Get laid, not screwed

In Fun & Satire /

By Natalie Ast

Frosh week is a week-long party where sex is always on the table. Abstinence is the only surefire way to avoid pregnancy and sexually transmitted infections, but there are other ways to decrease your chances of waking up with more than you bargained for.

Traditional condoms are the most obvious form of protection and birth control. If used correctly, a condom can be up to 98 per cent effective. Female condoms are more expensive, but they can be more effective than the traditional condom.

“Condoms are for everyone,” says Dr. Su-Ting Teo, the director of the Ryerson Medical Clinic. “If there is a latex allergy, then you can get non-latex condoms.”

Free condoms are available throughout the Student Campus Centre, at the Medical Centre and in every residence.

Oral contraceptives are another way to prevent unwanted pregnancy.

“Oral contraceptives are good for people who only want to prevent pregnancy I.E. are in long-term relationships, and who are healthy [people who] don’t have diabetes, heart problems, history of blood clots, or smoke,” Teo says. Other hormonal contraceptives include the birth control patch and the NuvaRing.

Karl Davidas, one of Ryerson orientation crew members, says it’s important to have fun, but encourages students to respect themselves in the process.

“There were a lot of hookups , [but] people stop at third base, which is actually a good idea because going all the way the first time you meet someone isn’t recommended,” Davidas says of his experience as a froshie last September.

Davidas also advises against hooking up with your frosh leader. “The frosh leader is there to be a mentor. It’s really keen that the frosh leader stays the role model for their froshie.”

But if you do manage to contract something, the Ryerson Medical Clinic is there to give you a=the help and resources you need. Their wide range of services include STI testing and treatment, and the opportunity to see physicians for information. It’s open Monday to Friday from 9 a.m. to 5 p.m. at W181 West Kerr Hall. Health Promotion’s Sex, Substance and Safety Team (S-Cubed) provides information about sexual heatlth, alcohol, and drug-related issues. They also host interactive workshops and provide free condoms. You can find them at the International Living & Learning Centre.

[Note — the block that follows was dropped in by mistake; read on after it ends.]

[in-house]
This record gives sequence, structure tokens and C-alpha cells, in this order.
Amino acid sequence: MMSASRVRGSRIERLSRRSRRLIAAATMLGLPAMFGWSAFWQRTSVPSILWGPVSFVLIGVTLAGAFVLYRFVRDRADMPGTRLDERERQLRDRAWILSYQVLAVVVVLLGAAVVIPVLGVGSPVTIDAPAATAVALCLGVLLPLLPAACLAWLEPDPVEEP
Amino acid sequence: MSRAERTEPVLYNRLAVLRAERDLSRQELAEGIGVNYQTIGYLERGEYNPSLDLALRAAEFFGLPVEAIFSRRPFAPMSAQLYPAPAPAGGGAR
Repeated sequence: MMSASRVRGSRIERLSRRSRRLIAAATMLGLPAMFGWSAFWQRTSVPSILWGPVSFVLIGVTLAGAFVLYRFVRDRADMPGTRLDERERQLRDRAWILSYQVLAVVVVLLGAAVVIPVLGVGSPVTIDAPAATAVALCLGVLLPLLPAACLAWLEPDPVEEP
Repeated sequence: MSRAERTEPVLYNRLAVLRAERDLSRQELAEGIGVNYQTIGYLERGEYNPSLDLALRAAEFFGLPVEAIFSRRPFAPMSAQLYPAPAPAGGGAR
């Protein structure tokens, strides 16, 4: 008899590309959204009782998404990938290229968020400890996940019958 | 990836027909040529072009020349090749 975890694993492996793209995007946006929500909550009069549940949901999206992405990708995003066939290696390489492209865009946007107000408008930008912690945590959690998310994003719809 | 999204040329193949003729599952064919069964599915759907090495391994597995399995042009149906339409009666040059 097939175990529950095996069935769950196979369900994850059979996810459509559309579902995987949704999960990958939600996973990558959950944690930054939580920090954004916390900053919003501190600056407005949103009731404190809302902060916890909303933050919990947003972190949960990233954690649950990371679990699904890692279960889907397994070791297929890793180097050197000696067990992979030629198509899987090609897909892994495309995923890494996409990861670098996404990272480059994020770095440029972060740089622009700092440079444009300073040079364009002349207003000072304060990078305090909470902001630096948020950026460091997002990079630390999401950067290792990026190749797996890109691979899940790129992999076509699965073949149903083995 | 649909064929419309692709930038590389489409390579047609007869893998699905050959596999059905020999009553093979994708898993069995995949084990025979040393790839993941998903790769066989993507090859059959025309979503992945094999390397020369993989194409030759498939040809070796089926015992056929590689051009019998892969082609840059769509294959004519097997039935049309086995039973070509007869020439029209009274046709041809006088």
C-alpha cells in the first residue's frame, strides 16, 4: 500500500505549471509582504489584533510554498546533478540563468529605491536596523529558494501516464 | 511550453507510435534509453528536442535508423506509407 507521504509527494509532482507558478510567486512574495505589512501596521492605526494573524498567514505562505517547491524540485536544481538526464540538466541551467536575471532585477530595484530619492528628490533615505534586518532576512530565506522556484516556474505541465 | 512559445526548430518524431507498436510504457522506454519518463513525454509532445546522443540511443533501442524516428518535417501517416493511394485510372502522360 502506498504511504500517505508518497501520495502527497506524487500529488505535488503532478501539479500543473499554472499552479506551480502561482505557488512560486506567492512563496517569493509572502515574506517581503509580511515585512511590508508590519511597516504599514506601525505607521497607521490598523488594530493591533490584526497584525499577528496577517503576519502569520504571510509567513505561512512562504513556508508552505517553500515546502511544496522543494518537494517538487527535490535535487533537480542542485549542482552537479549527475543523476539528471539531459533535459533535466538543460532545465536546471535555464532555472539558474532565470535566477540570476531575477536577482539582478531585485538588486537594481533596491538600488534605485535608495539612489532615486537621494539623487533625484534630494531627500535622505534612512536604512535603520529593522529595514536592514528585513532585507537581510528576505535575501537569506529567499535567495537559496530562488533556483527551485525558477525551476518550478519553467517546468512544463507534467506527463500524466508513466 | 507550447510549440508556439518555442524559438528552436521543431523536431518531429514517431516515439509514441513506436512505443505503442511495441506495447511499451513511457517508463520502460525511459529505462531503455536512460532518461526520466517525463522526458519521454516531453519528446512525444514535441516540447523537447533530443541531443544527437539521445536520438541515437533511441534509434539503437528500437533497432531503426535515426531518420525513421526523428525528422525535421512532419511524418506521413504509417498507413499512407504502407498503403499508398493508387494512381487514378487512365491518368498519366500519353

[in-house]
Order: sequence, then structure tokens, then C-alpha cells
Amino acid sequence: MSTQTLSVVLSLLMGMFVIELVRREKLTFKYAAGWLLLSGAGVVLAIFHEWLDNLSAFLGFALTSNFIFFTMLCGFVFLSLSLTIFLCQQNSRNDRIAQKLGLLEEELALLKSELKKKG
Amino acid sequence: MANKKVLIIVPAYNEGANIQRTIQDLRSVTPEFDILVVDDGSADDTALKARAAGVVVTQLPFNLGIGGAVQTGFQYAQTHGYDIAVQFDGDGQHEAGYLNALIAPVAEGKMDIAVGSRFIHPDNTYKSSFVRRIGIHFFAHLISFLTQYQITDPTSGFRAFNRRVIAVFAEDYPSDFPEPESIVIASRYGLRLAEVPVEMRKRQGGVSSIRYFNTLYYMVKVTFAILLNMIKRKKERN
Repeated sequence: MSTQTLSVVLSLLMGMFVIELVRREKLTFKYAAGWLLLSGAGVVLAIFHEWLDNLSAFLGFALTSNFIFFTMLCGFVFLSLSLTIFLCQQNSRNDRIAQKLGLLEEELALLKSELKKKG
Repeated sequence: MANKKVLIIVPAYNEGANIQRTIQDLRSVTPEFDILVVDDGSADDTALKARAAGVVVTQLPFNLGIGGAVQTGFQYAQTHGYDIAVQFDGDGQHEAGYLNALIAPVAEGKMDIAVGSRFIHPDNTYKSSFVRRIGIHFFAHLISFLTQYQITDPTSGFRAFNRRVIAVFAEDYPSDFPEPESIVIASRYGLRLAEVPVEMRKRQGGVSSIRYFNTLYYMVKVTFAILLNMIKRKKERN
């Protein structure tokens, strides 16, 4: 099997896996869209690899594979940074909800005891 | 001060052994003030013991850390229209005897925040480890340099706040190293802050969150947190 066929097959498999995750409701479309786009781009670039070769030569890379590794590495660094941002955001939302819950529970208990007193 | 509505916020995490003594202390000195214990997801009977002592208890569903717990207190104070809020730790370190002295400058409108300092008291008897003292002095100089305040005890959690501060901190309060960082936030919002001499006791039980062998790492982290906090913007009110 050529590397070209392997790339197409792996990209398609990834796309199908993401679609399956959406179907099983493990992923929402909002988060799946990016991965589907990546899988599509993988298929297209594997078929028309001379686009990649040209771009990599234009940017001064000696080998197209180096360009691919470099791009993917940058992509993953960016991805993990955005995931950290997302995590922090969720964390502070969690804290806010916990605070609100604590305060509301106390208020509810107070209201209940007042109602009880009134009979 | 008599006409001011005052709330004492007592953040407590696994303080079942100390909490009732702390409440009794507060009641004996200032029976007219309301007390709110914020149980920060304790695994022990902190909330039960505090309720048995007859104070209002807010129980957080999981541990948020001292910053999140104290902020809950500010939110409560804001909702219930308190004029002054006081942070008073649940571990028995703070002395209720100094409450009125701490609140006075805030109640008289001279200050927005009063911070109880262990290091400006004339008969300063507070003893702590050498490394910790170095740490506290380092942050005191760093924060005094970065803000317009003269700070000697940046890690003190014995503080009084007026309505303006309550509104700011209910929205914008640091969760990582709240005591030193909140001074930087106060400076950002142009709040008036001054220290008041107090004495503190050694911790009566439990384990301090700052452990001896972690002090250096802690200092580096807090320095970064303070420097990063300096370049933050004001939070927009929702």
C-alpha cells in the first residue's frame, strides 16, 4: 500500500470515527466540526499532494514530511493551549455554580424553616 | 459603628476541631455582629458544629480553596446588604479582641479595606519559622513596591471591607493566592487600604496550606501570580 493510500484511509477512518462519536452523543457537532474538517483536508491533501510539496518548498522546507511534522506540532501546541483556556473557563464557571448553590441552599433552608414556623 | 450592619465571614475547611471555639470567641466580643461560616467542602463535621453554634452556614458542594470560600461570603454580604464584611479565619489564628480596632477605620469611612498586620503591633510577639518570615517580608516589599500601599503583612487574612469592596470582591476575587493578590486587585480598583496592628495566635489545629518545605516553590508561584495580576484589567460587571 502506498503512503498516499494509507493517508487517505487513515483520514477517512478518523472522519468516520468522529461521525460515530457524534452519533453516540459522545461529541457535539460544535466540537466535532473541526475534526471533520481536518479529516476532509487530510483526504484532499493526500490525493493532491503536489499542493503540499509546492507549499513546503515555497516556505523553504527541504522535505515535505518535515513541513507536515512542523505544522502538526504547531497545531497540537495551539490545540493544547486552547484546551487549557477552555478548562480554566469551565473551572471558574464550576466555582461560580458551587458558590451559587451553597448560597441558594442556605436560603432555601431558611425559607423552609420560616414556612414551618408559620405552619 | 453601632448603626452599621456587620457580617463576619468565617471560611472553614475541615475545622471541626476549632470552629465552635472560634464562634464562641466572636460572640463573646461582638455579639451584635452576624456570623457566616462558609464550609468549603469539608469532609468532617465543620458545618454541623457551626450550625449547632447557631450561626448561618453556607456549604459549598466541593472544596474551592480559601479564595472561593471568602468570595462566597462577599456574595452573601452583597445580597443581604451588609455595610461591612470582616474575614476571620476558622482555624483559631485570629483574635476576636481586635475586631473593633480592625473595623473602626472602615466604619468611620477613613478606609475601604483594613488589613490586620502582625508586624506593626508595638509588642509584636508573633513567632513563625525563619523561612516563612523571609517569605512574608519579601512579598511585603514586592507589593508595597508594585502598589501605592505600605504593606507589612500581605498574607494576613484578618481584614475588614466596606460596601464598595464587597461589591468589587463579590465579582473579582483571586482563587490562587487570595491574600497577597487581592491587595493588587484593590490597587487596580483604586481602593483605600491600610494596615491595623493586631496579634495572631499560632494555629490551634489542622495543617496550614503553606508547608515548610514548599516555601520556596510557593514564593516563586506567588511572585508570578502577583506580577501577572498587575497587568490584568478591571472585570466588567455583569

Frosh week is a great opportunity to meet people and get used to your new surroundings. Having sex is merely the cherry on top of it all. Staying safe and responsible will not only keep you healthy and childfree, but also prevent regretable desicisons.

“Definitely have fun, but also have dignity, “ Davidas says. “As long as you’re open to it, everything is meant to be fun,”

Comments

  1. I think it’s amazing that you have 2 guys in the photo for the article!!! Thanks for the open minded view of sexuality on campus.

  2. While it’s a reality that most students are sexually active and responsibility when it comes to contraception is important, I can’t help but be disappointed at the EyeOpener’s view towards sex. “Get Laid, Not Screwed”… is that all what this is about? getting action? is having sex just “getting laid”. Rethink the message you’re sending, and the imagine you’re shaping of students. It’s not entirely representative of our campus population.

  3. Sam, I don’t believe that you are viewing this in the right context. They are not sending a message to other students to get laid. What would you prefer.. Hey I got laid today or I got screwed today. Either way there is no negative or shaping message.. your just confused.

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